Jesus is different from the burnt offerings and sacrifices that came before Him. There was no involvement of the mind, will, heart, and desire on the part of the animals that were sacrificed in the Old Testament. They were nothing but unthinking, unwilling beasts. In contrast to them, Jesus came to give sacrifice: "Here I am--it is written about me in the scroll-- I have come to do your will, O God" (Heb 10:7). What we see is full, free, glad acceptance of what the Father sent Him to do. Not only did He come in obedience to the Father's plan, but there was a willingness to come. His obedience was not like that of the elder son in the Parable of the Prodigal; Jesus' obedience was enthusiastic, exuberant, and total: "Here I am--it is written about me in the scroll-- I have come to do your will, O God" (Heb 10:7).

This is the kind of obedience God wanted in the Garden of Eden. This is the kind of obedience God looked for in the days of Noah. This is the kind of obedience God wanted from the children of Israel. This is the kind of obedience God wants from you and me -- an obedience that is enthusiastic, exuberant, and total: "Here I am ... I have come to do your will, O God" (Heb 10:7).

We see this obedience when we look at the life and ministry of Christ. Remember what a twelve year old Jesus said in the Temple: "Didn't you know I had to be in my Father's house?" (Lk 2:49). Or, as another translation puts it, "Did you not know that I must be about My Father's business?" (Lk 2:49). Later, after He began His ministry, Jesus said, "My food is to do the will of him who sent me and to finish his work" (Jn 4:34). Why did Jesus send Judas away from the Upper Room? And, why was Jesus in such a hurry to leave the Upper Room? So He wouldn't miss His appointment in the Garden of Gethsemane with Judas and the soldiers. Why did He command Peter to put away his sword when the soldiers came? Why did He remain silent as accusation after accusation was piled on top of Him before the Sanhedrin? Why did He hang upon the cross and cry "It is finished"? The answer all comes down to this: "Here I am ... I have come to do your will, O God" (Heb 10:7).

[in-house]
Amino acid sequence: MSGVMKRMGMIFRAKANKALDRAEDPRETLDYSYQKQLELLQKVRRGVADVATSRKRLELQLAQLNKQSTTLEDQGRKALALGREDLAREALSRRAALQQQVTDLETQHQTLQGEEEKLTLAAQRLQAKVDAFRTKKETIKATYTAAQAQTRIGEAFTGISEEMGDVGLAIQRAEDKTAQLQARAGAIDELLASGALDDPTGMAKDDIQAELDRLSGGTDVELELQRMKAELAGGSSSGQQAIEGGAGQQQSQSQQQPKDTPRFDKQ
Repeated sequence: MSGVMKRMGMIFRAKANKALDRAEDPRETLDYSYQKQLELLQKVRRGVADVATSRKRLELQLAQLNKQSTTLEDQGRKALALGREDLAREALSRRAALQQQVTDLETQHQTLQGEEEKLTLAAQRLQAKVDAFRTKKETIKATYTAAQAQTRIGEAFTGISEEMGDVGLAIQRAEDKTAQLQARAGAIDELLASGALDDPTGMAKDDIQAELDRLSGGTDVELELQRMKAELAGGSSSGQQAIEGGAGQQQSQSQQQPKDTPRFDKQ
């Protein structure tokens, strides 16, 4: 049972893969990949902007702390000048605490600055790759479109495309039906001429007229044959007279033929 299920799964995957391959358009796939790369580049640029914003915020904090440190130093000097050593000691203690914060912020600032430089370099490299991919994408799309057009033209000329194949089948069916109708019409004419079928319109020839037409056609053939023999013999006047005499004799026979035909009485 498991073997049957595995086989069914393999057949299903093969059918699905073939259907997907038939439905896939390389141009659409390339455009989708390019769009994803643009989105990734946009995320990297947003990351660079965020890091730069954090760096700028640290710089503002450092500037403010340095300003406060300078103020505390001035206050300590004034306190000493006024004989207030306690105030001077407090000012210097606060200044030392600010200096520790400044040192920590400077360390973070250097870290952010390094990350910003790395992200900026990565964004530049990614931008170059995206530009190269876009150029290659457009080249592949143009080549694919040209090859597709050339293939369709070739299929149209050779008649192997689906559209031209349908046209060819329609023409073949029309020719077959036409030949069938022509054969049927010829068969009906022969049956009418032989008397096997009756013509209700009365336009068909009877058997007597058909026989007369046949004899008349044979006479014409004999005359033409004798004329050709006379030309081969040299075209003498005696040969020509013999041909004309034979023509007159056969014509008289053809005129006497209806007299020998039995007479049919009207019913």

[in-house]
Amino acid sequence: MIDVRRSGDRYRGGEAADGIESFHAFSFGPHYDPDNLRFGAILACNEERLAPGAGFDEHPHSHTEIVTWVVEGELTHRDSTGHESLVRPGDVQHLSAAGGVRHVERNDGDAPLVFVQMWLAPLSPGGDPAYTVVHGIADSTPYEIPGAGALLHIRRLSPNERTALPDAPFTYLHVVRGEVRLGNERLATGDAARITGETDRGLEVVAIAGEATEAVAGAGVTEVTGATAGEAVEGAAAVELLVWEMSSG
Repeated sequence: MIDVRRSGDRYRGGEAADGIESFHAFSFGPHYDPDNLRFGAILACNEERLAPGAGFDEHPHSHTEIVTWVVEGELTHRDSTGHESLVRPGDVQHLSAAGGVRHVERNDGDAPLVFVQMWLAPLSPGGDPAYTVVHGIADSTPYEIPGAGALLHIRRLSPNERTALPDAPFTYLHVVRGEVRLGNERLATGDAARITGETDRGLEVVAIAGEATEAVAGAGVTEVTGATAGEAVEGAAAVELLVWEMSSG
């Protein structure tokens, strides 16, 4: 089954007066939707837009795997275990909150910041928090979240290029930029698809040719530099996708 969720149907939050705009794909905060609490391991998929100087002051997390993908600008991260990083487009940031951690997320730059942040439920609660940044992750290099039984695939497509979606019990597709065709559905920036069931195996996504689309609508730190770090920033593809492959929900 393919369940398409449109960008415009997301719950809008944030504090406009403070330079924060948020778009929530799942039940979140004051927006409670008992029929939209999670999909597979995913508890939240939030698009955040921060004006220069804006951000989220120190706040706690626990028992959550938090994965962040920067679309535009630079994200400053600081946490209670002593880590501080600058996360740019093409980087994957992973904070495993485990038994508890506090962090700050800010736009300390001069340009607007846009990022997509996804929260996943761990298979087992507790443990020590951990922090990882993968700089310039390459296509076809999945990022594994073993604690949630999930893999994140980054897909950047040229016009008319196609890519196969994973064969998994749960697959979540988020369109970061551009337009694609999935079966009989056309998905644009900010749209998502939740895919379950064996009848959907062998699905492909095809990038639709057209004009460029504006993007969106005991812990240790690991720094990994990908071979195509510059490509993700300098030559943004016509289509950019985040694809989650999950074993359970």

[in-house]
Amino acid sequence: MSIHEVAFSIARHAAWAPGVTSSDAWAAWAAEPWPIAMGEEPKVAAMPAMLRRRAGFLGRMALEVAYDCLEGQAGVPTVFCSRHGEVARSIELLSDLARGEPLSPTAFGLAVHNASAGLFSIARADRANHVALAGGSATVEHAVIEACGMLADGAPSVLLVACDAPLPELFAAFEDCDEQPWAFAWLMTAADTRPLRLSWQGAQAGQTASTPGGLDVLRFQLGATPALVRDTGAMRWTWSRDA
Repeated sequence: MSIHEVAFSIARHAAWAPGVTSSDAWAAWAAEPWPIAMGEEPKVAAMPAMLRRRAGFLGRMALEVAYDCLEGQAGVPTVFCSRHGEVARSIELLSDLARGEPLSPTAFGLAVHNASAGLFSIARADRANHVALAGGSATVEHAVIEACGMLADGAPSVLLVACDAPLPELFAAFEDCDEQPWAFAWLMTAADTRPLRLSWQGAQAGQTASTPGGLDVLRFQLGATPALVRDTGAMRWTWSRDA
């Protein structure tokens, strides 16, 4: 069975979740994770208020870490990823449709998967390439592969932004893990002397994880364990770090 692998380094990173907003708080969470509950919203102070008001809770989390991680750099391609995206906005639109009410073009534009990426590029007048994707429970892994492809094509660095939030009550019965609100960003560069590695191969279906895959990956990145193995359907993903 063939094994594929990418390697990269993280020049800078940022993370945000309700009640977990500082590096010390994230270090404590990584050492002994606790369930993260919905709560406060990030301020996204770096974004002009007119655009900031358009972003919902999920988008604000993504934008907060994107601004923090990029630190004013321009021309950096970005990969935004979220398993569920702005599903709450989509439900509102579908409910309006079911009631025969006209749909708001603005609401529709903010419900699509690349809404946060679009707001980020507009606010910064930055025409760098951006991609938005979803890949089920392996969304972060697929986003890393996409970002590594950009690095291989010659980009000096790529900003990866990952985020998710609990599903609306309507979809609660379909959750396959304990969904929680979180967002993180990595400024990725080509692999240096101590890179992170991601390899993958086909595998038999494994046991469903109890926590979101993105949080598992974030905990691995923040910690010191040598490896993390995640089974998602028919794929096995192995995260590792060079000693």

What would have happened if Jesus did not have this attitude of willing obedience? His sacrifice would have accomplished nothing. It is by a willing will that we are saved. It is by a voluntary will. It is by a cheerful consent.